Multiple investigations ensued. A grand jury placed responsibility on the state of California and recommended “that immediate steps should be taken to insure the safety of similar institutions.”

May 31, 1924: Charred remains of the Hope Development School in Playa del Rey.
(Los Angeles Times Archive / UCLA)


L.A.'s transit system was shut down as protests raged Saturday night over concerns for employees’ safety. One L.A. councilman called it “unconscionable.”

— All L.A. County Superior Court proceedings will be suspended through at least today in response to ongoing protests.

George Esparza, who worked as L.A. Councilman Jose Huizar’s special assistant, said in his plea agreement with federal prosecutors that a Chinese billionaire doing business in Huizar’s district played a crucial role in helping the councilman settle a sexual harassment lawsuit as he was seeking reelection.

— The future California bullet train’s passage from Burbank to Los Angeles would follow an existing 14-mile rail corridor, cross 22 roads, traverse the Los Angeles River, run through dozens of businesses and affect people across economic and racial segments, a draft environmental study found.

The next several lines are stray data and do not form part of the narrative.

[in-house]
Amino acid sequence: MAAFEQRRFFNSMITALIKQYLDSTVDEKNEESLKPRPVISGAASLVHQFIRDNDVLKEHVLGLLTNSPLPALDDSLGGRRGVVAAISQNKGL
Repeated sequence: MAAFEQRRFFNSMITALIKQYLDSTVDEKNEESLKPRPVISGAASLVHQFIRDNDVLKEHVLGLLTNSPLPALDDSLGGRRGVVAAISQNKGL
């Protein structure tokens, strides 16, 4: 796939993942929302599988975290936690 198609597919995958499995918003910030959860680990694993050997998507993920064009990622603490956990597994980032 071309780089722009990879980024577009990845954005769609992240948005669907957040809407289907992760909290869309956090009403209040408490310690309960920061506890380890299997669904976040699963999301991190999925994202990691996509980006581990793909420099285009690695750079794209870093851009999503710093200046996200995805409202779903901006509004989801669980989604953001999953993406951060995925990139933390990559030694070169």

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Hong Kongers are preparing for a new reality as China moves to impose new national security powers that are seen by many as a “death knell” for the former British colony’s freedoms. That includes scrubbing their social media feeds of offending posts, downloading VPN software to hide online activity and researching what it takes to move abroad.

— After German Chancellor Angela Merkel’s office said that she would not attend a meeting of Group of 7 nations at the White House this month unless the course of the coronavirus spread had changed, Trump called for its postponement until the fall and said the group’s membership should include Russia, Australia, South Korea and India.

— Tens of thousands of mosques across Saudi Arabia reopened Sunday for the first time in more than two months, with worshipers ordered to follow strict guidelines to prevent the spread of the coronavirus as Islam’s holiest site in Mecca remained closed to the public. The Al-Aqsa Mosque in Jerusalem also reopened for prayers.

— Officials across the southern U.S. are still scrambling to adjust their hurricane plans for the coronavirus. The big unknown: Where will people fleeing storms go?